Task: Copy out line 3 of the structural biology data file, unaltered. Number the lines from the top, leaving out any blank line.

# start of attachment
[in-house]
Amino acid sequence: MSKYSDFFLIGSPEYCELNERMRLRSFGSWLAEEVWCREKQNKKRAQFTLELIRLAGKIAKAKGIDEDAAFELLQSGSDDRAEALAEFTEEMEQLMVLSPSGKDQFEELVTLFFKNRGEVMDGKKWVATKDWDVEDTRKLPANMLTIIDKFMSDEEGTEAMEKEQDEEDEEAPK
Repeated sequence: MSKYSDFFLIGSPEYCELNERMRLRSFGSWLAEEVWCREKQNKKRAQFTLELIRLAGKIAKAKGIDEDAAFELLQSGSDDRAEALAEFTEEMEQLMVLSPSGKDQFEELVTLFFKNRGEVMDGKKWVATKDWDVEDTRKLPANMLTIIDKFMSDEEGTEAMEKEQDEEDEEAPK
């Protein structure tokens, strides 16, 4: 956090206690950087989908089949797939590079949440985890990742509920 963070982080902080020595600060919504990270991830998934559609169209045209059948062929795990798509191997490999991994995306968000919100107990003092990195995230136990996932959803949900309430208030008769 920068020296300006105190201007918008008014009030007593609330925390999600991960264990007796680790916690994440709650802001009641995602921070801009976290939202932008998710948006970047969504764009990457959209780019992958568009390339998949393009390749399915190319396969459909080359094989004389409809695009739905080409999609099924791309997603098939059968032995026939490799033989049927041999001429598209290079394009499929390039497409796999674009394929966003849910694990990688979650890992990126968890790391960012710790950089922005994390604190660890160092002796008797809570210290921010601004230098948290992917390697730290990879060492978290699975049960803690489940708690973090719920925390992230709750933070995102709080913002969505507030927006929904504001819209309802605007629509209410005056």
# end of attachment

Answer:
Repeated sequence: MSKYSDFFLIGSPEYCELNERMRLRSFGSWLAEEVWCREKQNKKRAQFTLELIRLAGKIAKAKGIDEDAAFELLQSGSDDRAEALAEFTEEMEQLMVLSPSGKDQFEELVTLFFKNRGEVMDGKKWVATKDWDVEDTRKLPANMLTIIDKFMSDEEGTEAMEKEQDEEDEEAPK